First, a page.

Sigmund’s Column stands on the Castle Square and was erected and constructed during 1643-1644. It’s famous Warsaw landmark and one of the oldest secular monuments in northern Europe. Sigmund’s Column was renovated a few times. During Warsaw Rising in 1944 the column was demolished. It was repaired after the war.
The Royal Castle in Warsaw
The Royal Castle currently serves as museum and place for housing important events. It was former baroque-classicist complex which served as the official residence of Polish monarchs, and from XVI century it was the seat of the I Republic of Poland.
The castle was repeatedly plundered and damaged, and during II World War completely destroyed. Surviving parts were enlisted in the register of monuments in 1965, and in 1971 the process of reconstruction started. Eight years later museum was opened and the state culture institute was created the Royal Castle in Warsaw – a Monument of National History and Culture . In 2014 the name was changed into the Royal Castle in Warsaw – Museum. The Residence of Kings and the Republic of Poland.
The Royal Castle was registered as protected World Heritage UNESCO Site.
The Grand Theatre in Warsaw
The Grand Theatre building was constructed during 1825-1833. During II World War it was destroyed and its reconstruction started in 1947. In the following years it was not only rebuild but also transformed and enlarged. The original façade from the Theatre was kept.
The Grand Theatre in Warsaw is the seat of national opera, Polish National Ballet and houses two stages and the theatre museum. It’s the biggest opera theatre in Poland, although not only operas are staged there, it’s known for organisation of national events and classical music concerts.
It’s one of the biggest and the most modern theatres in Europe.
The Royal Łazienki
The Royal Łazienki park and garden complex was created in VXIII century by Stanisław August Poniatowski and located in the city centre. It’s definitely a great idea to visit its buildings, especially the Palace on the Water, which before reconstruction served as garden pavilion bathhouse. Apart from 40 buildings in Royal Łazienki complex you can admire various sculptures (among others Fryderyk Chopin’s Monument) and four gardens: Royal. Romantic, Modernist and Chinese. Royal Łazienki covers 75 hectares of nature, a huge part is water. There are 10 gates leading to the park.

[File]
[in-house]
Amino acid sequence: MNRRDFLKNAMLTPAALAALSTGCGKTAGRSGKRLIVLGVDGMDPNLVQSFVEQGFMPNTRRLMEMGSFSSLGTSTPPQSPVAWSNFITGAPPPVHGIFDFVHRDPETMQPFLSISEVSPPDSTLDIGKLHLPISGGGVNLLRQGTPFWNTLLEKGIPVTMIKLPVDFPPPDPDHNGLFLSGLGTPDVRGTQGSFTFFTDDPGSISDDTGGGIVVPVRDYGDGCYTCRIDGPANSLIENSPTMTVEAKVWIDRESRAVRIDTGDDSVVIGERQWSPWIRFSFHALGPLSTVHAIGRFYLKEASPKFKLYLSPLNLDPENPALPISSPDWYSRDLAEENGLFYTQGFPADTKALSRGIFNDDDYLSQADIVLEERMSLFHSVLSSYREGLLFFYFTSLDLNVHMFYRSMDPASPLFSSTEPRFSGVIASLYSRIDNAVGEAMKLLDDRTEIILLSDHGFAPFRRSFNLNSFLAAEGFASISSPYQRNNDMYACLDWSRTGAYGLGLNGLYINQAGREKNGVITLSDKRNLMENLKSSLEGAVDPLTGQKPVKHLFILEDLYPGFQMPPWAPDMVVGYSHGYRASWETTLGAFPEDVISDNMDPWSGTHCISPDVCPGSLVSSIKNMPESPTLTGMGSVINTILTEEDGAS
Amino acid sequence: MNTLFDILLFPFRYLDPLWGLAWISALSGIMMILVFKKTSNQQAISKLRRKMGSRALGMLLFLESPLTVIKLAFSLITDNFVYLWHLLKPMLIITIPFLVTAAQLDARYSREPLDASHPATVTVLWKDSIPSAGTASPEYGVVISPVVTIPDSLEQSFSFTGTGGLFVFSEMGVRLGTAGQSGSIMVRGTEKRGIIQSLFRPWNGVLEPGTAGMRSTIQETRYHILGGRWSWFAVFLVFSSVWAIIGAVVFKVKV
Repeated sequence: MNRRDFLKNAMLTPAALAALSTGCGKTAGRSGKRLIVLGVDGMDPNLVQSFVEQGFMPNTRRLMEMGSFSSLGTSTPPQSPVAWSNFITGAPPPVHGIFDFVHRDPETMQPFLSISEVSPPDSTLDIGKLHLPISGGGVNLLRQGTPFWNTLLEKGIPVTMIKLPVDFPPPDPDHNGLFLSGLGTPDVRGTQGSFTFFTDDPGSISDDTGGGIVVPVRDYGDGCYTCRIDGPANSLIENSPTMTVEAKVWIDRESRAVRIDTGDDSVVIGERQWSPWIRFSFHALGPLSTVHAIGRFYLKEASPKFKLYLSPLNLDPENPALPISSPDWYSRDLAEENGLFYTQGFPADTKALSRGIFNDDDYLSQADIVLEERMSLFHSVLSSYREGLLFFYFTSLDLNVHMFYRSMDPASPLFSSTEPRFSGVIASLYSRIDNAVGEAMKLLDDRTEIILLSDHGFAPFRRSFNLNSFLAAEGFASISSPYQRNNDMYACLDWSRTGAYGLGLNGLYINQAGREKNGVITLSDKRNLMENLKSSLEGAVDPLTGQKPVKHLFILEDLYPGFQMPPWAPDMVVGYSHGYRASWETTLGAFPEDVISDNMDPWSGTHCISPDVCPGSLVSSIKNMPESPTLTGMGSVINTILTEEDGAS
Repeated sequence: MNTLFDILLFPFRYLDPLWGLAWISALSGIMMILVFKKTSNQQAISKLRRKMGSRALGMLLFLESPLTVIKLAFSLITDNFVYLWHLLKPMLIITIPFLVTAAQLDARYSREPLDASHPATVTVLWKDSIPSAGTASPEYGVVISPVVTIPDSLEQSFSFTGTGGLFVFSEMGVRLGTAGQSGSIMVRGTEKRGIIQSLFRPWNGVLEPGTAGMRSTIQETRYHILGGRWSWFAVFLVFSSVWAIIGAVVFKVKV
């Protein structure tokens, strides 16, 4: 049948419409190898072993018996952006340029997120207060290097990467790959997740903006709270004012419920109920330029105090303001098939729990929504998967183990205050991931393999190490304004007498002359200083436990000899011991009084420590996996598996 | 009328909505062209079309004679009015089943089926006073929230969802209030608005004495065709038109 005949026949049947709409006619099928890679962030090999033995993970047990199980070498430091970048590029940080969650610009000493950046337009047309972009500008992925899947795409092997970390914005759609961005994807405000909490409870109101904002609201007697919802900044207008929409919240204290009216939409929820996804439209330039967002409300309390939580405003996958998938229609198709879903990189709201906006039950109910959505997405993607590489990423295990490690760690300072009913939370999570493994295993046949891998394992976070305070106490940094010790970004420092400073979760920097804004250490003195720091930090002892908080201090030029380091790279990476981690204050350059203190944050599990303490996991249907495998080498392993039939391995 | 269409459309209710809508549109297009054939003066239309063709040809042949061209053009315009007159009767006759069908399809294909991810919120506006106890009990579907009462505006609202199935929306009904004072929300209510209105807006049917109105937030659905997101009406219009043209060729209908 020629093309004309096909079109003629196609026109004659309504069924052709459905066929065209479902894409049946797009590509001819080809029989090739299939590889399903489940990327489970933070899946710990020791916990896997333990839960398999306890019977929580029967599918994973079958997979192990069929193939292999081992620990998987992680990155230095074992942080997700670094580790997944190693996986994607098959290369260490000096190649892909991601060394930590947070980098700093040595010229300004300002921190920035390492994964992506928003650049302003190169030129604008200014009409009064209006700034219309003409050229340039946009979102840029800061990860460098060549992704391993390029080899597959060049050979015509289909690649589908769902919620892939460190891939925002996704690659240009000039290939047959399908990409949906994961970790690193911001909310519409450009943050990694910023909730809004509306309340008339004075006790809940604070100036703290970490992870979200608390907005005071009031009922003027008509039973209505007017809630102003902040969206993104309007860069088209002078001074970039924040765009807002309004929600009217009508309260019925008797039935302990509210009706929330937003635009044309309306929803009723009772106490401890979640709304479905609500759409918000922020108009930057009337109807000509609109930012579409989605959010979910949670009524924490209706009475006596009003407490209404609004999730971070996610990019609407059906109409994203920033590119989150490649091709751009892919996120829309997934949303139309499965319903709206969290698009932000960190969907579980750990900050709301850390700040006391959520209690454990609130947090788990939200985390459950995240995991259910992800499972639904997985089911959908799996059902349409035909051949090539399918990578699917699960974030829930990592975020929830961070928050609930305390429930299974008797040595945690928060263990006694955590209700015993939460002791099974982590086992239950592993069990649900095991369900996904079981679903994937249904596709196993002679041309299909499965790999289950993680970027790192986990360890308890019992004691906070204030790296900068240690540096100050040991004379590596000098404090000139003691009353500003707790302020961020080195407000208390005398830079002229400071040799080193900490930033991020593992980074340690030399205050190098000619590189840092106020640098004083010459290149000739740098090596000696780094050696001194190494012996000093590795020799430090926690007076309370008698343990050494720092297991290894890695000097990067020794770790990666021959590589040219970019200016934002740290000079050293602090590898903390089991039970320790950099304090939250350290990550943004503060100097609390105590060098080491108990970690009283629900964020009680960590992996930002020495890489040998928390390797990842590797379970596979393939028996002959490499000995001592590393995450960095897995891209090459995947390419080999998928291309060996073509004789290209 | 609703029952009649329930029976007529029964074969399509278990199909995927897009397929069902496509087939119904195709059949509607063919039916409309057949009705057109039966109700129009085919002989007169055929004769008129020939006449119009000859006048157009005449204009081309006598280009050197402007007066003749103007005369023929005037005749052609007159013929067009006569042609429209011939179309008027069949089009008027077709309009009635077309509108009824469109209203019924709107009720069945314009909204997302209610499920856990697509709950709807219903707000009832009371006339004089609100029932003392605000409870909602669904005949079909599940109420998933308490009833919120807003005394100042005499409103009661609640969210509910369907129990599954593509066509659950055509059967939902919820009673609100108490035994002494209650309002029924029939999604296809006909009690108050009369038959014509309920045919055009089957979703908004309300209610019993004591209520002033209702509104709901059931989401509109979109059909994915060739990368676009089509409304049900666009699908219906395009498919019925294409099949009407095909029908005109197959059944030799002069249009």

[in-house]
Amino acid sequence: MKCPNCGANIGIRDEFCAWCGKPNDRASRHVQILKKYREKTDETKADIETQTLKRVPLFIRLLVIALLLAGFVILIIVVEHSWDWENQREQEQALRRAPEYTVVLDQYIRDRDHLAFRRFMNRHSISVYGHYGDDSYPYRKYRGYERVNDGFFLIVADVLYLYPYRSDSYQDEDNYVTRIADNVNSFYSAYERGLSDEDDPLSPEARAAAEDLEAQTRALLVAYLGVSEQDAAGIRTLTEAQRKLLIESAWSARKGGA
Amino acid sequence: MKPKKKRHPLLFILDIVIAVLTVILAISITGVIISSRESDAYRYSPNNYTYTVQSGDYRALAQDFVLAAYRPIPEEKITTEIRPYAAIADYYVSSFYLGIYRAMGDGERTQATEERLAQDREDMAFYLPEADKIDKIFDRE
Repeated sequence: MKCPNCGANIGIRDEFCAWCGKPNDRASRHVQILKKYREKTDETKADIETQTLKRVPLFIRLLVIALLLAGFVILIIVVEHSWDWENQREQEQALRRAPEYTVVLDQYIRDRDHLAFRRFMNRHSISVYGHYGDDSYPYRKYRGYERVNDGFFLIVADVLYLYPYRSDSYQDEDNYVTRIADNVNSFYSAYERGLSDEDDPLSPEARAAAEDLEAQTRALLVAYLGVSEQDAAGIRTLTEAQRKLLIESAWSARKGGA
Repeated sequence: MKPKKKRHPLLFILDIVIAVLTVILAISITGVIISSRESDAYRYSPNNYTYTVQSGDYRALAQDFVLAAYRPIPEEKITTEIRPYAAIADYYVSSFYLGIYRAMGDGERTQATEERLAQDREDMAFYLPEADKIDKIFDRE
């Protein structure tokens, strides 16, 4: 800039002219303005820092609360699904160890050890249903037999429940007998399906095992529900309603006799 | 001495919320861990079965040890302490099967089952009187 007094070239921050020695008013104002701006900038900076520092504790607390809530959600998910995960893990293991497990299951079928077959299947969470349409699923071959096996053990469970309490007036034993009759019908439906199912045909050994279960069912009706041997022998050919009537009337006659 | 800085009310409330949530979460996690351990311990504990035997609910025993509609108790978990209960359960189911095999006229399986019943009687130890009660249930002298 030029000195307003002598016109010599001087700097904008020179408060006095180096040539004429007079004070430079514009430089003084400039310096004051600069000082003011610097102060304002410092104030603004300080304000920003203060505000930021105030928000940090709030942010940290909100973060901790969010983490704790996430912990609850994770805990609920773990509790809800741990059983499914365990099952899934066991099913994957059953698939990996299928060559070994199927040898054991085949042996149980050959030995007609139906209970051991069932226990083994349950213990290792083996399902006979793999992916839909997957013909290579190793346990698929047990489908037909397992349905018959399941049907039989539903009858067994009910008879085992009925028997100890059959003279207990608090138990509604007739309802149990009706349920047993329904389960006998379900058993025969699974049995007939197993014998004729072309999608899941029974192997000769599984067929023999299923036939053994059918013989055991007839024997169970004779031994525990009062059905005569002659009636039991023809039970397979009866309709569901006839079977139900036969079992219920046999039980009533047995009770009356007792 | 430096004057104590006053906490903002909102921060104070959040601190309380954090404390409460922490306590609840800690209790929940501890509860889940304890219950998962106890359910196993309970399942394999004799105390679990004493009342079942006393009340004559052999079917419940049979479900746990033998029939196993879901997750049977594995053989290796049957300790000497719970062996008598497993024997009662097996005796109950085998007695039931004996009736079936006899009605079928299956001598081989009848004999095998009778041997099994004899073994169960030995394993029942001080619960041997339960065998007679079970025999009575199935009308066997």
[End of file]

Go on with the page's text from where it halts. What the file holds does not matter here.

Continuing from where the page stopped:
Palace of Culture and Science
The palace is considered to be a symbol of Śródmieście, although some people see it as a symbol of communism. It was originally created as “gift of the Soviet people for the Polish nation.”
Palace is located on huge Parade Square in place of tenement houses that were destroyed during II World War. It was finished in 1956 and to this day it’s the highest building in Poland. The capital city of Warsaw is its owner – the Warsaw hall is the seat of Warsaw City Council’s sessions and debates.
Palace is the centre for various companies and public institutions. There are cinemas, theatres, museums, Collegium Civitas university and it’s the seat of authorities of the Polish Academy of Sciences. Various trades and exhibitions also take place there.
In 2007 it was enlisted in the register of monuments.
Copernicus Science Centre
Copernicus Science Centre aims to promote and popularise scientific communication. It’s a relatively new institution, created in 2005 and financed by the capital city of Warsaw, Ministry of Science and Higher Education and Ministry of National Education.
The first building was opened in 2010. Copernicus Science Centre is comprised of various modern exhibitions, workshops and labs. While visiting Copernicus Science Centre you can enjoy exhibitions but also conduct experiments and take active part in workshops . Copernicus Science Centre offers science and entertainment for adults, children and teenagers.
Planetarium the Heavens of Copernicus is located in the building. There are shows of night sky and films tackling various topics from popular science. The planetarium is one of the most interesting attractions of the centre.